“One day, I was walking on Portobello Road. I entered a small booth where some antique objects were exhibited. Rummaging in the bits and pieces, I found a scroll in a bronze case. I took it out. To my surprise, it was a copy of an ancient Chinese painting, The Vinegar Tasters. I unrolled the scroll and spread it out on a little table. I was very happy to find so excellent a copy with the colors still vivid and brilliant. Three different characters were portrayed in the act of licking their finger after dipping it into a pan containing vinegar. After tasting it, they showed a different expression on their faces. Obviously, the painting had an allegorical meaning. The three men were not common and ordinary tasters, but the masters of the most important schools of thought in China. Vinegar symbolized life itself in that painting. The three masters were Kung Fu (Confucius), Buddha, and Lao Tzu. This last is the author of the most ancient book about Tao. After tasting the vinegar, Confucius assumed a sour expression, Buddha showed a bitter look, and Lao Tzu had a smiling face. Apparently, each of them expressed a different way of intending life. For Confucius, life on this earth is sour and not up to heavenly life. According to Buddha, life is bitter because it brings suffering. For the third master, Lao Tzu, there exists a natural harmony between heaven and earth. According to him, life is an incomparable teacher. There is a paramount force over heaven and earth, called Tao (the way). This cosmic principle or force can’t be described correctly in words. But why is Lao Tzu smiling instead of assuming a sour or bitter countenance like the other two? Because Lao Tzu lives in harmony with the circumstances, without fighting or forcing the events. He thinks that unfavorable situations are a source of personal growth. In Taoism, the sourness and bitterness of life are not caused by life itself, but by our minds, which don’t know how to transform the unfavorable situations into favorable ones.”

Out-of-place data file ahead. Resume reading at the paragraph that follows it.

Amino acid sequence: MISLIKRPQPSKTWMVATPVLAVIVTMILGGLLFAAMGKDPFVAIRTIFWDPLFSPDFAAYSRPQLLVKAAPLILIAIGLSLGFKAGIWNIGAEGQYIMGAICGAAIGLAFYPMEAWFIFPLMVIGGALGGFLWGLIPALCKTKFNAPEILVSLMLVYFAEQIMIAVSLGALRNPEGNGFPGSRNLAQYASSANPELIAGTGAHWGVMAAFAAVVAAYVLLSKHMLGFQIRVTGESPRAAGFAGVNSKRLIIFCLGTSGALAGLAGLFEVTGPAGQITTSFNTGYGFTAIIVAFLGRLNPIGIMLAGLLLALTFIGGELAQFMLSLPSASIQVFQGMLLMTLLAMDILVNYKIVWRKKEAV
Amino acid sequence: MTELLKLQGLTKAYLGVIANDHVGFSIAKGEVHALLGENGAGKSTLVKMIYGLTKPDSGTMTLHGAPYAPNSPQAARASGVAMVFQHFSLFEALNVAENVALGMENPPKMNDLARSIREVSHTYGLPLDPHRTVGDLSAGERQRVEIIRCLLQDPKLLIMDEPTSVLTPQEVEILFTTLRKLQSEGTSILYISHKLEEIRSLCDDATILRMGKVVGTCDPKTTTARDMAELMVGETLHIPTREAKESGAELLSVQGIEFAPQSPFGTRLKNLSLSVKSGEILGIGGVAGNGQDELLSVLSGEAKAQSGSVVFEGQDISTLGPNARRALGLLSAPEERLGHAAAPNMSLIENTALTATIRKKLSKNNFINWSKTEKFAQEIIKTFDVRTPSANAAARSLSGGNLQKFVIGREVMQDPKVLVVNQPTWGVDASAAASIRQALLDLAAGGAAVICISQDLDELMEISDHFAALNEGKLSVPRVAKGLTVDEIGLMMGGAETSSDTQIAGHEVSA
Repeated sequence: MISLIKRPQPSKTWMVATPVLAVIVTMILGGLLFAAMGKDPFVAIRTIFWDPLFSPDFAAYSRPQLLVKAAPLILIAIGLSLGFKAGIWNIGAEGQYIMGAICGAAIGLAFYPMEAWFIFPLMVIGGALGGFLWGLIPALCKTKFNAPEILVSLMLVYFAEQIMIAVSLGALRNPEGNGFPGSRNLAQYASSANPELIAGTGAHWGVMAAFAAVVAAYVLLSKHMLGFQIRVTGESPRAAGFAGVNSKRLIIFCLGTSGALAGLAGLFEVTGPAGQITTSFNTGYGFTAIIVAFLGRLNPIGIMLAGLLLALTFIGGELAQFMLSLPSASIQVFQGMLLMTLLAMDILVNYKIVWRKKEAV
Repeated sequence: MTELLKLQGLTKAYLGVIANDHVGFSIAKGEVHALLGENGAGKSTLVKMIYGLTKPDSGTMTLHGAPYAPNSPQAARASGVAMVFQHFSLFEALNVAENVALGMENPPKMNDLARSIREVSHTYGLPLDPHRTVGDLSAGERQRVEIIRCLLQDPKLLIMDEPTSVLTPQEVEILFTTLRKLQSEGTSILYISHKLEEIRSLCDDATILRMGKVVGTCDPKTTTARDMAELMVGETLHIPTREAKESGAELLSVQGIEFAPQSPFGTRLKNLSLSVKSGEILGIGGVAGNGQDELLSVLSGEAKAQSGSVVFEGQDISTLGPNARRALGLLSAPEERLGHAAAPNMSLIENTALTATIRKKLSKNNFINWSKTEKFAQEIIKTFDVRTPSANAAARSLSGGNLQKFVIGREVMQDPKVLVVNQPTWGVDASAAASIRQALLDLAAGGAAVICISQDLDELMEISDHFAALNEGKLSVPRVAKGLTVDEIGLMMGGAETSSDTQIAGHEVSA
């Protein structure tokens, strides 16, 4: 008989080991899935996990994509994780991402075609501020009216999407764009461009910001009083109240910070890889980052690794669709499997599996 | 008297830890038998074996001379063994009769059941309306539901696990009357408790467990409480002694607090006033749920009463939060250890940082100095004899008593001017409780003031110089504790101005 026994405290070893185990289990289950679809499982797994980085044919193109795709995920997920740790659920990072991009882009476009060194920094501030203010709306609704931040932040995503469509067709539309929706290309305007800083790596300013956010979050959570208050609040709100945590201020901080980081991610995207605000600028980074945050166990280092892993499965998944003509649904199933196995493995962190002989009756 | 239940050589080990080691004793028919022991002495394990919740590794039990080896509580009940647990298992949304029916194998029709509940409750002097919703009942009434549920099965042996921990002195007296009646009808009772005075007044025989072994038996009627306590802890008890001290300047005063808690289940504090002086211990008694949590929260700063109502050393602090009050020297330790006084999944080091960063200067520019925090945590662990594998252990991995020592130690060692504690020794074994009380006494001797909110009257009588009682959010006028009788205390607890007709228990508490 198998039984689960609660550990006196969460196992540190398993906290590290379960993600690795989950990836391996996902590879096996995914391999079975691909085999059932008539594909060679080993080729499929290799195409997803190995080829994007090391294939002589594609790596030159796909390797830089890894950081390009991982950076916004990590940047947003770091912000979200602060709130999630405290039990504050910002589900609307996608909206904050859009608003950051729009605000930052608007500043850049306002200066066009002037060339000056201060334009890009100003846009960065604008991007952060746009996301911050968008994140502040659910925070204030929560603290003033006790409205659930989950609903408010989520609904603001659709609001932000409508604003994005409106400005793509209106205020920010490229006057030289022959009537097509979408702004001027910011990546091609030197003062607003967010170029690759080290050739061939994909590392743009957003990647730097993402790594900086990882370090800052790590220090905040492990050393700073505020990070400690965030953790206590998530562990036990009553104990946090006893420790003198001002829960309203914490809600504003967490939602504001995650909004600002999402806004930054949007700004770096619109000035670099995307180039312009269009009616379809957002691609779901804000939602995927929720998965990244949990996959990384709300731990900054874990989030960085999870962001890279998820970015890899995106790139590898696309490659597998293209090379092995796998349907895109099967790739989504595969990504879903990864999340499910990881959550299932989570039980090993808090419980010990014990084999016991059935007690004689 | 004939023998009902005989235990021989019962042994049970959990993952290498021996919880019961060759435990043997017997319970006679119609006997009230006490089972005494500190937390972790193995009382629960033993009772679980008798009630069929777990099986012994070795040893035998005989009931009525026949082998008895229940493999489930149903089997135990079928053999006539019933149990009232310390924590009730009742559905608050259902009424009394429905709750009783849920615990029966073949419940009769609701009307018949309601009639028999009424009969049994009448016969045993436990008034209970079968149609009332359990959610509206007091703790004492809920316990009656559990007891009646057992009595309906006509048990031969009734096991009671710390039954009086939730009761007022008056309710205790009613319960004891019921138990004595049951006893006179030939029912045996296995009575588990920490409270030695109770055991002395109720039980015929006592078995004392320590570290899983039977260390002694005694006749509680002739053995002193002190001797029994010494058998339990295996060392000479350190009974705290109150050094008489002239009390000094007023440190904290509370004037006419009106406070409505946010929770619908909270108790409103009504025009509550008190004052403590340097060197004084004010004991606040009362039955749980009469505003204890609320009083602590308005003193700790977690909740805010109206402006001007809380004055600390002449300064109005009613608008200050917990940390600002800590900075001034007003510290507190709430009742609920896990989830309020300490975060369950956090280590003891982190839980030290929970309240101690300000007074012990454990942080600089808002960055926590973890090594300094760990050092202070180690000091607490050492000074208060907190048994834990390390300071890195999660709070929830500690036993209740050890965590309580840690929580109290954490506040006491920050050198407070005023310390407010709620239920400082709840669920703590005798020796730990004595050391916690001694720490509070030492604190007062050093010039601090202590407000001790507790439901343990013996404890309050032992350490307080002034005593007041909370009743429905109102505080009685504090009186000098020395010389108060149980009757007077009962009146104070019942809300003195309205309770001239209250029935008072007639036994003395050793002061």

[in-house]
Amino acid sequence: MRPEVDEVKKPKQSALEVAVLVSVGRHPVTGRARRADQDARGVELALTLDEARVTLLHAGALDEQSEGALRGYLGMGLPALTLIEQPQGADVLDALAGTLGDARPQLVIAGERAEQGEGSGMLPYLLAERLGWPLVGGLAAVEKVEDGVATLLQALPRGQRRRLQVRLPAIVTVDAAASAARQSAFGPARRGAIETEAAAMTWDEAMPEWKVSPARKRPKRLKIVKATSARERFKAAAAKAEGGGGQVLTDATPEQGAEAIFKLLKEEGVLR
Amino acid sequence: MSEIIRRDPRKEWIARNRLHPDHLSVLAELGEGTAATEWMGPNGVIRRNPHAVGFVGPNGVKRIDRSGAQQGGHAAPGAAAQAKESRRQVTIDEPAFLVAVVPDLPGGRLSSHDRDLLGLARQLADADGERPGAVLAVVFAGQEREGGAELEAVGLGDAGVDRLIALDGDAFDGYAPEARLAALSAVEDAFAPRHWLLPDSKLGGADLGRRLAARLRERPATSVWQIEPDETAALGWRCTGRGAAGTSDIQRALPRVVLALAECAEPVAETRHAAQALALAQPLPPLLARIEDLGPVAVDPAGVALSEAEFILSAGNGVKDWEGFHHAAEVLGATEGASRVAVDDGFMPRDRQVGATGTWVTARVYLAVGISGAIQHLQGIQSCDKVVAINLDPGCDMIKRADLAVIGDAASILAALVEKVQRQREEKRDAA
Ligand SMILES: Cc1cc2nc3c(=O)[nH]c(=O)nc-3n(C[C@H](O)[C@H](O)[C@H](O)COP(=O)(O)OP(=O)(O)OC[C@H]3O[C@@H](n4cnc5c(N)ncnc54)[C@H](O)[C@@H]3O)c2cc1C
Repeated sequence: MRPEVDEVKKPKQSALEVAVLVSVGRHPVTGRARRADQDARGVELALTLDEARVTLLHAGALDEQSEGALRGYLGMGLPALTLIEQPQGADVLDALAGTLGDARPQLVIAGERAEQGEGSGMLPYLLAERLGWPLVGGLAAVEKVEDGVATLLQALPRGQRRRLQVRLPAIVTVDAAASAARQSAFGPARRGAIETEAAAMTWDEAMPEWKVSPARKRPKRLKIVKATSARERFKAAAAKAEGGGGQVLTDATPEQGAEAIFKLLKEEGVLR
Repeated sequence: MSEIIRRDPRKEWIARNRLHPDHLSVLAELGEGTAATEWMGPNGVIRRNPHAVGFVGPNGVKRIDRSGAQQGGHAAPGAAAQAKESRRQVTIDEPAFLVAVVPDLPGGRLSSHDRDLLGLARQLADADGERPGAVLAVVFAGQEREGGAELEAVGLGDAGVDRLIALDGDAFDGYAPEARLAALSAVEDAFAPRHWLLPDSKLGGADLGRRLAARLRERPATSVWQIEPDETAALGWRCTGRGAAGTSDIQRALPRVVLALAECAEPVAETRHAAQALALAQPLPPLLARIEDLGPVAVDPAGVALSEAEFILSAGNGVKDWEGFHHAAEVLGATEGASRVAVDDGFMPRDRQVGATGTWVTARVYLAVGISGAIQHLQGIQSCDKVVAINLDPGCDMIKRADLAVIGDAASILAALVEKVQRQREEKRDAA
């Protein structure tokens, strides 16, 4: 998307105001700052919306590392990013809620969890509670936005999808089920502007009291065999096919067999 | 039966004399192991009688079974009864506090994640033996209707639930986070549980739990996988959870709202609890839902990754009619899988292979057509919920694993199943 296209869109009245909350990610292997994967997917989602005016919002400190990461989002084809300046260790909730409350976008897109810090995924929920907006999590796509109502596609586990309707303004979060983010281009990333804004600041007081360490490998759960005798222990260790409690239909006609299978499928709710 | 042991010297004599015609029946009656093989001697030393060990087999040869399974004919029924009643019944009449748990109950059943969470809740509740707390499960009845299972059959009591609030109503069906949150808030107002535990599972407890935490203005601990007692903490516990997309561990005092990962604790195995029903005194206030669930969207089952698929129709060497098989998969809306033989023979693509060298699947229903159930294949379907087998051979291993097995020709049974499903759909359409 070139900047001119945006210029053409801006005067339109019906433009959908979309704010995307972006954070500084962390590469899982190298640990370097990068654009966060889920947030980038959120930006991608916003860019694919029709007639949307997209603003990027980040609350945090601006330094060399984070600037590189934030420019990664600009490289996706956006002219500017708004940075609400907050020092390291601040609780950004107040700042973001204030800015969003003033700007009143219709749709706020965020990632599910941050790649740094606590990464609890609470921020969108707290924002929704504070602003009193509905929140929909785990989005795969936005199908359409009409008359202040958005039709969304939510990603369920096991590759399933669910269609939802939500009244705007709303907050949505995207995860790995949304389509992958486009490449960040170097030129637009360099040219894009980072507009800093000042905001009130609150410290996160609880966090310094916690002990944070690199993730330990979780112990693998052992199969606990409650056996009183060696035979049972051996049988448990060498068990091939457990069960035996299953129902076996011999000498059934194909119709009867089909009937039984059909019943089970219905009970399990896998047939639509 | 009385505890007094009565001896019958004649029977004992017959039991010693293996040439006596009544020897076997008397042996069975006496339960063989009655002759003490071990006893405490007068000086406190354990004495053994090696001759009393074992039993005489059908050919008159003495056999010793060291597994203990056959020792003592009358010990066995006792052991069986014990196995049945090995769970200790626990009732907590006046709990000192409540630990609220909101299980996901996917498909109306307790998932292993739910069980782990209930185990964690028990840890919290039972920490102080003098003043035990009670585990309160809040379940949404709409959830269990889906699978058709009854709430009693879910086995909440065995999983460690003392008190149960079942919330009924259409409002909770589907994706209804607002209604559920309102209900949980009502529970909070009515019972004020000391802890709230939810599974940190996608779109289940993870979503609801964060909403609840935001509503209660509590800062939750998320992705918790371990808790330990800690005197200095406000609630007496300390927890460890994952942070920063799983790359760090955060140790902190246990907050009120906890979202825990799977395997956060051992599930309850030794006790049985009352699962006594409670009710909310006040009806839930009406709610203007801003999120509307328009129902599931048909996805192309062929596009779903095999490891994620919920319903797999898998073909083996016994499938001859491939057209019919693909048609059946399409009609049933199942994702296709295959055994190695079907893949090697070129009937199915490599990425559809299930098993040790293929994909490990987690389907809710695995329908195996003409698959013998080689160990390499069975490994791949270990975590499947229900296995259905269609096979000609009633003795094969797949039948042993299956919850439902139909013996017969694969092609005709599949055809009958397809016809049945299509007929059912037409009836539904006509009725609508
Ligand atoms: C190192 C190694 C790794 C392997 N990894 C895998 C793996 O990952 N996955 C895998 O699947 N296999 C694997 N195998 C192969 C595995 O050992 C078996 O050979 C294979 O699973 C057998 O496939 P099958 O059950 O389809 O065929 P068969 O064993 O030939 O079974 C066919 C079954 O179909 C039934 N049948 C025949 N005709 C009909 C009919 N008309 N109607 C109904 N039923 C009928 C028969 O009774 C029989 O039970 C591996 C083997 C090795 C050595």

“Who is right among them?” I asked.
“I think all of them are right. We can’t say which way is the best.”
“So far, you haven’t answered my question about life after death.”
“I can say once more that you have to find the answer by yourself, inside yourself. Even if I knew the right answer, I wouldn’t tell you. This is a path that each one has to cover individually. It is an inner journey that everybody has to experience alone!”
Then he took a leaflet about tai chi chuan out of his pocket and wrote the titles of four books in the corners. Two of them were about Tao, one was about the concept of time and space, and the last was about the search for mindfulness through breathing meditation.
In the meantime, it was getting late, very late. The conversation had lasted a long time, maybe more than two hours. I felt like time had stopped. The caretaker of the gymnasium hurried us to go out because he had to lock the room. We said goodbye to each other, and I have never seen that young man again…

This is an excerpt from Travels of the Mind
Ettore Grillo, author of these books:
– A Hidden Sicilian History
– The Vibrations of Words
– Travels of the Mind

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